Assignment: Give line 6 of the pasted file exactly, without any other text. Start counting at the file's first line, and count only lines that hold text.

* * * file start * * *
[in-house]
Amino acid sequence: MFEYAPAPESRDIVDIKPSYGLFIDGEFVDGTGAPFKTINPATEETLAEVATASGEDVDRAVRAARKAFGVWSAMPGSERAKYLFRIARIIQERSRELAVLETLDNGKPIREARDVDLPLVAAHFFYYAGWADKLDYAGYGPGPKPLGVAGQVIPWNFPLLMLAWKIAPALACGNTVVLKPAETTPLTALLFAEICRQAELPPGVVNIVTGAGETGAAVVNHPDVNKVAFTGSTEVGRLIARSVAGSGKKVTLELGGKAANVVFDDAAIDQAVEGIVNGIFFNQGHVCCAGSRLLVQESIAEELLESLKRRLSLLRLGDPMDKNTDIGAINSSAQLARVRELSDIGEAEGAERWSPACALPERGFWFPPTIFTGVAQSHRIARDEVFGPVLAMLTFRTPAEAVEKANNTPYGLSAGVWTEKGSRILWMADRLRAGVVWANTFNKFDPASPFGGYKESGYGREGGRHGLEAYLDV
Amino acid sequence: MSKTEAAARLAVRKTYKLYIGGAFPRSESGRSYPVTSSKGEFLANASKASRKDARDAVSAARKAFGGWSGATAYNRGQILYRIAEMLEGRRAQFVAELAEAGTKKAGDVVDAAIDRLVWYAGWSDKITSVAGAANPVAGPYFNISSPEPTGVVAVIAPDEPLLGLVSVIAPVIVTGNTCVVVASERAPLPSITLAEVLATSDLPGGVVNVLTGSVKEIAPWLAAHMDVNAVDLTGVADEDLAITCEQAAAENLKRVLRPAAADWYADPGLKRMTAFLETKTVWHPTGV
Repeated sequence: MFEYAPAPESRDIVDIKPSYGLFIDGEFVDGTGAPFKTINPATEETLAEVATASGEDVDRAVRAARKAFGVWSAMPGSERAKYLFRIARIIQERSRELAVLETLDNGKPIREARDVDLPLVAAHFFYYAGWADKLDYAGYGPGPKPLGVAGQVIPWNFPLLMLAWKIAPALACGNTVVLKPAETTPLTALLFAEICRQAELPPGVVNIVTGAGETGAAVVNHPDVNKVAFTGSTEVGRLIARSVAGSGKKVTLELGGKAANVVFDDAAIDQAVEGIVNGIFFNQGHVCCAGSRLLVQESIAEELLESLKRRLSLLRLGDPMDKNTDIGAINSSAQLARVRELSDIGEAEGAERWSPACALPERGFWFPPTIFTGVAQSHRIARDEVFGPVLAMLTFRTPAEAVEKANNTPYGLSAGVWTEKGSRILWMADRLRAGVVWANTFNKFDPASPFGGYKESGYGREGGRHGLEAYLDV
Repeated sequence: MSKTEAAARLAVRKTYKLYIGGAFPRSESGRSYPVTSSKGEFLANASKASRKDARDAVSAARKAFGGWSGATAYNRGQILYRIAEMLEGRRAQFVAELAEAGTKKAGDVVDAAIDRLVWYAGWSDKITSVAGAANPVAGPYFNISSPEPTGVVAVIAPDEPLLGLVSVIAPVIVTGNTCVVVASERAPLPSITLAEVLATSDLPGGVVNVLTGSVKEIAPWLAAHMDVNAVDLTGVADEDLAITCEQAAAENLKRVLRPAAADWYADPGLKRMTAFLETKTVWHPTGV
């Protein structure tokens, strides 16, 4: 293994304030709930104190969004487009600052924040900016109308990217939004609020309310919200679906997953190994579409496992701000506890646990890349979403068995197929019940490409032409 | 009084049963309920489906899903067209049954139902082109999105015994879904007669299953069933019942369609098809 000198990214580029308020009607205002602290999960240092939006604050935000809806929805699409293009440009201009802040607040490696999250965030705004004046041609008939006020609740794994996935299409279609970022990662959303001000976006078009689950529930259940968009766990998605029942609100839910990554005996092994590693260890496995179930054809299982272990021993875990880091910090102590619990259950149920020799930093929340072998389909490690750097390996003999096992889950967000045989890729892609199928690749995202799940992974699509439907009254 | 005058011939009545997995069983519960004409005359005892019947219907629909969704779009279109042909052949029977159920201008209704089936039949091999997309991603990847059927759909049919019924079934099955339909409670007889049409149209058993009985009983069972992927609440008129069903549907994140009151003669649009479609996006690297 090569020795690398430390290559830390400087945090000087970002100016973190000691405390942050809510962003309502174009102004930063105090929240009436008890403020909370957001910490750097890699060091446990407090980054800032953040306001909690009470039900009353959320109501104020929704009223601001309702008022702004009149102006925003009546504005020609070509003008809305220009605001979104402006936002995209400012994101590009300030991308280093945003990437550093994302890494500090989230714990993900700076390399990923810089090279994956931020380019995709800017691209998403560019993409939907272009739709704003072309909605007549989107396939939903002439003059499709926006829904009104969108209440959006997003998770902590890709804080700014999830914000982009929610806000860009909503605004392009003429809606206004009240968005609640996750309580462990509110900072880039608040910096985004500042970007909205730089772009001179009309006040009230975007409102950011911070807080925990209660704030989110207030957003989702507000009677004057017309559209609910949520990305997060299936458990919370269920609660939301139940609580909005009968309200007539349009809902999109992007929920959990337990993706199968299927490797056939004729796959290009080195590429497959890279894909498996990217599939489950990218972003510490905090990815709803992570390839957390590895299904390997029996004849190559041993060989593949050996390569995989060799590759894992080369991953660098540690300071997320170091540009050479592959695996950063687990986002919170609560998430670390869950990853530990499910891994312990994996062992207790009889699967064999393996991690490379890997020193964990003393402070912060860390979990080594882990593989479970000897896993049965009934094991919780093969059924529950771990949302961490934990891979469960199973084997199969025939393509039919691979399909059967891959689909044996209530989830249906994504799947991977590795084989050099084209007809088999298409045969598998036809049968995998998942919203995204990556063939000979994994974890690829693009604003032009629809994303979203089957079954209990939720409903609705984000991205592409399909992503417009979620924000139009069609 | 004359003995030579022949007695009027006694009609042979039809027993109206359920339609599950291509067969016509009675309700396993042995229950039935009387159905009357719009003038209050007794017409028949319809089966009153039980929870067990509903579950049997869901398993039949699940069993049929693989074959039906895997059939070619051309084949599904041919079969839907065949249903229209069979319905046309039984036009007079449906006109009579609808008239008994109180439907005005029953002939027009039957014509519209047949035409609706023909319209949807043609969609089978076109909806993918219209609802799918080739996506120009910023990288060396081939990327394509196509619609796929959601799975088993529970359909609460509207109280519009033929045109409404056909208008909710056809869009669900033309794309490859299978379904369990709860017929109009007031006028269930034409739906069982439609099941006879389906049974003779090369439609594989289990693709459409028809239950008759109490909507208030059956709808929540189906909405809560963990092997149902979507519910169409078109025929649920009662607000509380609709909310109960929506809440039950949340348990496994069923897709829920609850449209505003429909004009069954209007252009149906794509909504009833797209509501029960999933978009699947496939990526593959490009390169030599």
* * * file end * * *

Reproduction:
């Protein structure tokens, strides 16, 4: 293994304030709930104190969004487009600052924040900016109308990217939004609020309310919200679906997953190994579409496992701000506890646990890349979403068995197929019940490409032409 | 009084049963309920489906899903067209049954139902082109999105015994879904007669299953069933019942369609098809 000198990214580029308020009607205002602290999960240092939006604050935000809806929805699409293009440009201009802040607040490696999250965030705004004046041609008939006020609740794994996935299409279609970022990662959303001000976006078009689950529930259940968009766990998605029942609100839910990554005996092994590693260890496995179930054809299982272990021993875990880091910090102590619990259950149920020799930093929340072998389909490690750097390996003999096992889950967000045989890729892609199928690749995202799940992974699509439907009254 | 005058011939009545997995069983519960004409005359005892019947219907629909969704779009279109042909052949029977159920201008209704089936039949091999997309991603990847059927759909049919019924079934099955339909409670007889049409149209058993009985009983069972992927609440008129069903549907994140009151003669649009479609996006690297 090569020795690398430390290559830390400087945090000087970002100016973190000691405390942050809510962003309502174009102004930063105090929240009436008890403020909370957001910490750097890699060091446990407090980054800032953040306001909690009470039900009353959320109501104020929704009223601001309702008022702004009149102006925003009546504005020609070509003008809305220009605001979104402006936002995209400012994101590009300030991308280093945003990437550093994302890494500090989230714990993900700076390399990923810089090279994956931020380019995709800017691209998403560019993409939907272009739709704003072309909605007549989107396939939903002439003059499709926006829904009104969108209440959006997003998770902590890709804080700014999830914000982009929610806000860009909503605004392009003429809606206004009240968005609640996750309580462990509110900072880039608040910096985004500042970007909205730089772009001179009309006040009230975007409102950011911070807080925990209660704030989110207030957003989702507000009677004057017309559209609910949520990305997060299936458990919370269920609660939301139940609580909005009968309200007539349009809902999109992007929920959990337990993706199968299927490797056939004729796959290009080195590429497959890279894909498996990217599939489950990218972003510490905090990815709803992570390839957390590895299904390997029996004849190559041993060989593949050996390569995989060799590759894992080369991953660098540690300071997320170091540009050479592959695996950063687990986002919170609560998430670390869950990853530990499910891994312990994996062992207790009889699967064999393996991690490379890997020193964990003393402070912060860390979990080594882990593989479970000897896993049965009934094991919780093969059924529950771990949302961490934990891979469960199973084997199969025939393509039919691979399909059967891959689909044996209530989830249906994504799947991977590795084989050099084209007809088999298409045969598998036809049968995998998942919203995204990556063939000979994994974890690829693009604003032009629809994303979203089957079954209990939720409903609705984000991205592409399909992503417009979620924000139009069609 | 004359003995030579022949007695009027006694009609042979039809027993109206359920339609599950291509067969016509009675309700396993042995229950039935009387159905009357719009003038209050007794017409028949319809089966009153039980929870067990509903579950049997869901398993039949699940069993049929693989074959039906895997059939070619051309084949599904041919079969839907065949249903229209069979319905046309039984036009007079449906006109009579609808008239008994109180439907005005029953002939027009039957014509519209047949035409609706023909319209949807043609969609089978076109909806993918219209609802799918080739996506120009910023990288060396081939990327394509196509619609796929959601799975088993529970359909609460509207109280519009033929045109409404056909208008909710056809869009669900033309794309490859299978379904369990709860017929109009007031006028269930034409739906069982439609099941006879389906049974003779090369439609594989289990693709459409028809239950008759109490909507208030059956709808929540189906909405809560963990092997149902979507519910169409078109025929649920009662607000509380609709909310109960929506809440039950949340348990496994069923897709829920609850449209505003429909004009069954209007252009149906794509909504009833797209509501029960999933978009699947496939990526593959490009390169030599």